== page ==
Something funny happens when you spend a lot of time reading and reviewing games. At a certain point you reflect on all the games you’ve read and all the mechanics you’ve studied, and say to yourself “I bet I could design a game”. You see it a lot over here. Site founder Seamus is the co-author of the recently released Transit: The Spaceship RPG, and newest contributor Jason wrote Blessed Engines for the Emotional Mecha Jam. There’s design chops floating around in this blogger soup, and I suppose it should be no surprise that on the tails of the first System Hack, Genesys Mecha, I’d be throwing my hat into the ring.
Cyberpunk drew deeply from the well of hard-boiled fiction, often called noir after the genre’s commanding presence in film noir of the 40s and 50s. William Gibson was directly inspired by Raymond Chandler, wearing this influence on his sleeve in the original “Sprawl” trilogy of Neuromancer, Count Zero, and Mona Lisa Overdrive. These influences didn’t quite trickle down into the original Cyberpunk roleplaying games, though, with Cyberpunk 2020 and Shadowrun more inspired by the techie bombast of authors like Walter Jon Williams and John Shirley, and their big guns, big hovercraft, and “fight the power” plotlines. There is a game out there designed for playing hard-boiled Cyberpunk stories, though. Technoir was originally released in 2011 after being funded on Kickstarter in June of that year. Though the game was released, the Kickstarter went fallow, leaving stretch goals undelivered and the game mostly unsupported. As of the beginning of 2019, though, this has changed. Justin Alexander, best known for his site The Alexandrian has, through Dream Machine Productions, brought Technoir back from the dead. The game is once again in print, and the undelivered stretch goal “Morenoir” has been completed and is now available. With all this activity, now is a perfect time to take a deep dive into this interesting narrative ruleset.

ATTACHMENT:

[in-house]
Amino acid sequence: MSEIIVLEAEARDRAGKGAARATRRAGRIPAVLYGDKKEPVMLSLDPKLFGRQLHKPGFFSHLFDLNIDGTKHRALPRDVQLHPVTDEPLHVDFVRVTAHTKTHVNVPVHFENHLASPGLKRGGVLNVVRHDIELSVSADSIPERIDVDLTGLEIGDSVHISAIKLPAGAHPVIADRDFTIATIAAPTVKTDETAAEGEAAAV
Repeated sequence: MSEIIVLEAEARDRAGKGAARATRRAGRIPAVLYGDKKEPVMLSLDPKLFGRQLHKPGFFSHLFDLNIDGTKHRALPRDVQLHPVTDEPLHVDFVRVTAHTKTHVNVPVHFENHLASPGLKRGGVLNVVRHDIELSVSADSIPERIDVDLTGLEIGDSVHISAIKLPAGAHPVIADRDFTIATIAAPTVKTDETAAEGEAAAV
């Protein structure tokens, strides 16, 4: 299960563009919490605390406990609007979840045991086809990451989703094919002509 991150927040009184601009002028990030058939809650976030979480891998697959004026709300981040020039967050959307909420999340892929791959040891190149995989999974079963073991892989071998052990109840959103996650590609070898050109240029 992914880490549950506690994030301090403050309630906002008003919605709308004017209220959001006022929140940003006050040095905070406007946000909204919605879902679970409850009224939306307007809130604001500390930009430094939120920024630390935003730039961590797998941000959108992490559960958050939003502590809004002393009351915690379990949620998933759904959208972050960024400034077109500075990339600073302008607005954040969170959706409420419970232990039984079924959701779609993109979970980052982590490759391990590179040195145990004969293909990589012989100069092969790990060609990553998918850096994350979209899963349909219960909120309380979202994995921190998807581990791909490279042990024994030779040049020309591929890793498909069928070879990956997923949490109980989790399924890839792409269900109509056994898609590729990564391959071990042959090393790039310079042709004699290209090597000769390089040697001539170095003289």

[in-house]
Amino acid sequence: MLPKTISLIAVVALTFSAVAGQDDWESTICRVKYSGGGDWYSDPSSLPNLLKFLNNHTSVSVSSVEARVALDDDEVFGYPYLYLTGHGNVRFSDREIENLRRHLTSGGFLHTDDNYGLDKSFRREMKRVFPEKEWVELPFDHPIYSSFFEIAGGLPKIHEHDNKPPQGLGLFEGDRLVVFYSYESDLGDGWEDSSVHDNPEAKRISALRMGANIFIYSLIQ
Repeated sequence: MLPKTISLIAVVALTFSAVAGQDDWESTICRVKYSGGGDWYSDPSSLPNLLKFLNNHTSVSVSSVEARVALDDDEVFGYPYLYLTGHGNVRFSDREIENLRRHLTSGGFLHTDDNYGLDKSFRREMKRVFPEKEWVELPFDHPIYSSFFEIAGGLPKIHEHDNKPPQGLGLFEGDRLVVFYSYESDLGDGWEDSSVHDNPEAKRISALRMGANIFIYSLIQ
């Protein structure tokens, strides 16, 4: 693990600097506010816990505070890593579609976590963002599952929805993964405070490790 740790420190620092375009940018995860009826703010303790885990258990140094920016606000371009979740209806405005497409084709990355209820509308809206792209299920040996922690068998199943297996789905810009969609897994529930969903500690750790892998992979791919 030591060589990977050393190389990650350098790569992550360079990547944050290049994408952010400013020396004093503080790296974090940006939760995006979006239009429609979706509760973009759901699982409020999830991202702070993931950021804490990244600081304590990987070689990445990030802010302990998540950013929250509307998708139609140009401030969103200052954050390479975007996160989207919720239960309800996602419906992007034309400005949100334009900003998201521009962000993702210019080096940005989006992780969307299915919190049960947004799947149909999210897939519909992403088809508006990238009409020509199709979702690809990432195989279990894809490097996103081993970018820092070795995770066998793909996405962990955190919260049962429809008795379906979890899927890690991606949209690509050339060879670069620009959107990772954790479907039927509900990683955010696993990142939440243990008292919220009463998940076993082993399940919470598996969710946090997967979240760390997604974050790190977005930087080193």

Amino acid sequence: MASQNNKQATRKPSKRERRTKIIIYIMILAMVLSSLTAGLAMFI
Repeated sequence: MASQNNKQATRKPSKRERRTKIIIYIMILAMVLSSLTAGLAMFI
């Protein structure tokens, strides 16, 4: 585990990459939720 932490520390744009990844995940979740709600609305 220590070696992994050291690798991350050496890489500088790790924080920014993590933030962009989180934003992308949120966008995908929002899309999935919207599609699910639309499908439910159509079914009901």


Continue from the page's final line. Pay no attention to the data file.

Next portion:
Last weekend, I went to my first science fiction convention ever. I know, I know, hard to believe coming from someone writing on a gaming blog. Nevertheless, Arisia 2019 was my first sci-fi con, and it certainly won’t be my last.
Style Over Substance. Attitude is Everything. Take it to the Edge. Break the Rules. I’m the Level One Wonk, and today we’re going to the hairy edge, the space between real and digital where high tech and low life mix into a dark future where it’s always raining and everyone wears their mirrorshades at night. That’s right, choombas, we’re going Cyberpunk.
A guerrilla fighter who avoids an open fight, striking from the shadows and going where he wills. A predator in the corporate boardroom who is no less dangerous when she’s faced with open combat. A scavenger and traveler with an honest face, a sly tongue, and a generous drink. A digital thief who prefers to talk with ghosts outside of the machine, with assistants of paper instead of drones. Each Meet the Party article gives you an entire group of ready-to-play adventurers (maybe even some heroes) for your gaming needs for a variety of systems and settings. It’s time to join the Shadow Folk in the dark places of Riku, below the corporate towers and among the spirits, as we Meet the Party for Blood: Path of the Shinobi from Lettuce Inn Games!
A down-on-his-luck troll who’s using his powers as an adept to turn things around. A shaman from the NAN who protects the world with spirits at his side. A victim of the Crash 2.0 who doesn’t need a ‘deck to see the Matrix anymore. A driver and a drone pilot who feels more alive when she’s one with her machines. Each Meet the Party article gives you an entire group of ready-to-play adventurers (maybe even some heroes) for your gaming needs for a variety of systems and settings. Get ready for magic made physical, spirits bound in service, technosorcery across the grid, and swarming drones (and never forget what I told you about the dragons) because we’re heading back to the Sixth World of Shadowrun 5th Edition from Catalyst Lab Games!